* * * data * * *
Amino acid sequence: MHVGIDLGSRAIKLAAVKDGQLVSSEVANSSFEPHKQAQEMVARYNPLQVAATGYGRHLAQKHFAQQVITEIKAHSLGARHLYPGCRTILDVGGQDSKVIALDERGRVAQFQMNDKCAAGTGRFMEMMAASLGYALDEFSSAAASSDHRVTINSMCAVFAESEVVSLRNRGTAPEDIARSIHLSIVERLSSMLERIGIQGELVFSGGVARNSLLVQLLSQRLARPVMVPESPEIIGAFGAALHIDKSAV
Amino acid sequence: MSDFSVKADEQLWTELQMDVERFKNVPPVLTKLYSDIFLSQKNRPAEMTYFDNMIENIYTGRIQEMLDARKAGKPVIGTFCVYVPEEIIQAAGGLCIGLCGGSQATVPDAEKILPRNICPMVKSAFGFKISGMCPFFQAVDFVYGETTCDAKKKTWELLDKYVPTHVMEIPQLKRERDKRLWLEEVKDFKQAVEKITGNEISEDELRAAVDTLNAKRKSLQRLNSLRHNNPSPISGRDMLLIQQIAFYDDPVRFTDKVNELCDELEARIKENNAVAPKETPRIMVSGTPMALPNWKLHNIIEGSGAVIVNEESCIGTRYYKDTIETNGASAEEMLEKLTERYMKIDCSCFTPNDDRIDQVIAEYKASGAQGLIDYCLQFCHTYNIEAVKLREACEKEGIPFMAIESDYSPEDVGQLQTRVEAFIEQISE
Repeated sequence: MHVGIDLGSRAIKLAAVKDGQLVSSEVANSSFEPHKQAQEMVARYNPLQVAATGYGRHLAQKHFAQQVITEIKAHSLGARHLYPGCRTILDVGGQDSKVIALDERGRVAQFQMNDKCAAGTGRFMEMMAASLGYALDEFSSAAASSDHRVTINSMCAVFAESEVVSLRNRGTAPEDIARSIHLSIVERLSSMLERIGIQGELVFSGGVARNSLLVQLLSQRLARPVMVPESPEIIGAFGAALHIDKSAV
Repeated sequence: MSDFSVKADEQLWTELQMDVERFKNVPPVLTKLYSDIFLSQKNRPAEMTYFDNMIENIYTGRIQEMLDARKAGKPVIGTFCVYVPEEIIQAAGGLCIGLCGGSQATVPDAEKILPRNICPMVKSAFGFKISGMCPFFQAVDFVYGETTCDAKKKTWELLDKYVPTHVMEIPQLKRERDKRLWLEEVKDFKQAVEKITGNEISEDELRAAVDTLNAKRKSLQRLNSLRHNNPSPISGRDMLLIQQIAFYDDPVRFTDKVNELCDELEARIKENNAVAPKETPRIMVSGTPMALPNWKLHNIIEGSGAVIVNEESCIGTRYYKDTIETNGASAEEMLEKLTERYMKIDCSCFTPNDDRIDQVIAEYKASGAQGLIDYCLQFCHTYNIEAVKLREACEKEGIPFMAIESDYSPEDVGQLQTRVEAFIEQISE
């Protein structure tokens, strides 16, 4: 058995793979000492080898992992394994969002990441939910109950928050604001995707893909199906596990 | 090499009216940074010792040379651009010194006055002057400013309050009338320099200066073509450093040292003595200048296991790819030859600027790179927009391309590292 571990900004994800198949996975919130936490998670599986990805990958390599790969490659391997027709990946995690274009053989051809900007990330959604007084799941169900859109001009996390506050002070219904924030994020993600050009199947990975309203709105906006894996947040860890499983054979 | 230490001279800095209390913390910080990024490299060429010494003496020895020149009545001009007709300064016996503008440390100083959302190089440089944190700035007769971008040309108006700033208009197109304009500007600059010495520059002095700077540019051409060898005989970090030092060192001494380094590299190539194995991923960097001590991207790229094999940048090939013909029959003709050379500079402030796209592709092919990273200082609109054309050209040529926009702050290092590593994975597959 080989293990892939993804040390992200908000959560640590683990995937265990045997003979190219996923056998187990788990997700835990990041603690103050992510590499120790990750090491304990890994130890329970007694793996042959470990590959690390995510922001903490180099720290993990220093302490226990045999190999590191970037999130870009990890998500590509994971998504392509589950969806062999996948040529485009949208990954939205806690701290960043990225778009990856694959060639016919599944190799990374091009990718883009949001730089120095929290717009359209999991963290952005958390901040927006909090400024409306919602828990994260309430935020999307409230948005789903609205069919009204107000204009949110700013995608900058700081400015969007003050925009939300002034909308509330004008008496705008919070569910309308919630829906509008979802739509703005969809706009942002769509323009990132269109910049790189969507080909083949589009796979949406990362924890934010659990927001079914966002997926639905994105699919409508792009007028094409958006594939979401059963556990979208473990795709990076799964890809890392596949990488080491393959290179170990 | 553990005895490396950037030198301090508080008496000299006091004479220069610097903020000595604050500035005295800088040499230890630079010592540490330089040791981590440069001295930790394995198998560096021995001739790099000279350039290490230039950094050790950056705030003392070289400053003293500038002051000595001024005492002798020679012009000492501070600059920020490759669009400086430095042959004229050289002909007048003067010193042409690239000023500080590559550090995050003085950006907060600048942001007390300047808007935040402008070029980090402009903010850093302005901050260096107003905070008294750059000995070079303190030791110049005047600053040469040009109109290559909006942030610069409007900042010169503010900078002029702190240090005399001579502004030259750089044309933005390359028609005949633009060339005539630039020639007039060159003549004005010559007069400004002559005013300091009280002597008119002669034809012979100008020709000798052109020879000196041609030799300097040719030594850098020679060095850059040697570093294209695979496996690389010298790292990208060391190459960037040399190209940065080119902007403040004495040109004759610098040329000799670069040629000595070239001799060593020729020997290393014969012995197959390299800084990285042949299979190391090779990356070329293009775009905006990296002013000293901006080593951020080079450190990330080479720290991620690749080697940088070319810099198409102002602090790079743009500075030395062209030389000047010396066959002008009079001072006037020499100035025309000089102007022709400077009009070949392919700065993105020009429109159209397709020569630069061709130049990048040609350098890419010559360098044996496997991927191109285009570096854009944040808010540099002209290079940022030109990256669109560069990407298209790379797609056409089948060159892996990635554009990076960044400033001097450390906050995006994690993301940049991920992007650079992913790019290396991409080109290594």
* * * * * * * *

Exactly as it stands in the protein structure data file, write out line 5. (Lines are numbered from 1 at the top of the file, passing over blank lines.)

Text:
């Protein structure tokens, strides 16, 4: 058995793979000492080898992992394994969002990441939910109950928050604001995707893909199906596990 | 090499009216940074010792040379651009010194006055002057400013309050009338320099200066073509450093040292003595200048296991790819030859600027790179927009391309590292 571990900004994800198949996975919130936490998670599986990805990958390599790969490659391997027709990946995690274009053989051809900007990330959604007084799941169900859109001009996390506050002070219904924030994020993600050009199947990975309203709105906006894996947040860890499983054979 | 230490001279800095209390913390910080990024490299060429010494003496020895020149009545001009007709300064016996503008440390100083959302190089440089944190700035007769971008040309108006700033208009197109304009500007600059010495520059002095700077540019051409060898005989970090030092060192001494380094590299190539194995991923960097001590991207790229094999940048090939013909029959003709050379500079402030796209592709092919990273200082609109054309050209040529926009702050290092590593994975597959 080989293990892939993804040390992200908000959560640590683990995937265990045997003979190219996923056998187990788990997700835990990041603690103050992510590499120790990750090491304990890994130890329970007694793996042959470990590959690390995510922001903490180099720290993990220093302490226990045999190999590191970037999130870009990890998500590509994971998504392509589950969806062999996948040529485009949208990954939205806690701290960043990225778009990856694959060639016919599944190799990374091009990718883009949001730089120095929290717009359209999991963290952005958390901040927006909090400024409306919602828990994260309430935020999307409230948005789903609205069919009204107000204009949110700013995608900058700081400015969007003050925009939300002034909308509330004008008496705008919070569910309308919630829906509008979802739509703005969809706009942002769509323009990132269109910049790189969507080909083949589009796979949406990362924890934010659990927001079914966002997926639905994105699919409508792009007028094409958006594939979401059963556990979208473990795709990076799964890809890392596949990488080491393959290179170990 | 553990005895490396950037030198301090508080008496000299006091004479220069610097903020000595604050500035005295800088040499230890630079010592540490330089040791981590440069001295930790394995198998560096021995001739790099000279350039290490230039950094050790950056705030003392070289400053003293500038002051000595001024005492002798020679012009000492501070600059920020490759669009400086430095042959004229050289002909007048003067010193042409690239000023500080590559550090995050003085950006907060600048942001007390300047808007935040402008070029980090402009903010850093302005901050260096107003905070008294750059000995070079303190030791110049005047600053040469040009109109290559909006942030610069409007900042010169503010900078002029702190240090005399001579502004030259750089044309933005390359028609005949633009060339005539630039020639007039060159003549004005010559007069400004002559005013300091009280002597008119002669034809012979100008020709000798052109020879000196041609030799300097040719030594850098020679060095850059040697570093294209695979496996690389010298790292990208060391190459960037040399190209940065080119902007403040004495040109004759610098040329000799670069040629000595070239001799060593020729020997290393014969012995197959390299800084990285042949299979190391090779990356070329293009775009905006990296002013000293901006080593951020080079450190990330080479720290991620690749080697940088070319810099198409102002602090790079743009500075030395062209030389000047010396066959002008009079001072006037020499100035025309000089102007022709400077009009070949392919700065993105020009429109159209397709020569630069061709130049990048040609350098890419010559360098044996496997991927191109285009570096854009944040808010540099002209290079940022030109990256669109560069990407298209790379797609056409089948060159892996990635554009990076960044400033001097450390906050995006994690993301940049991920992007650079992913790019290396991409080109290594």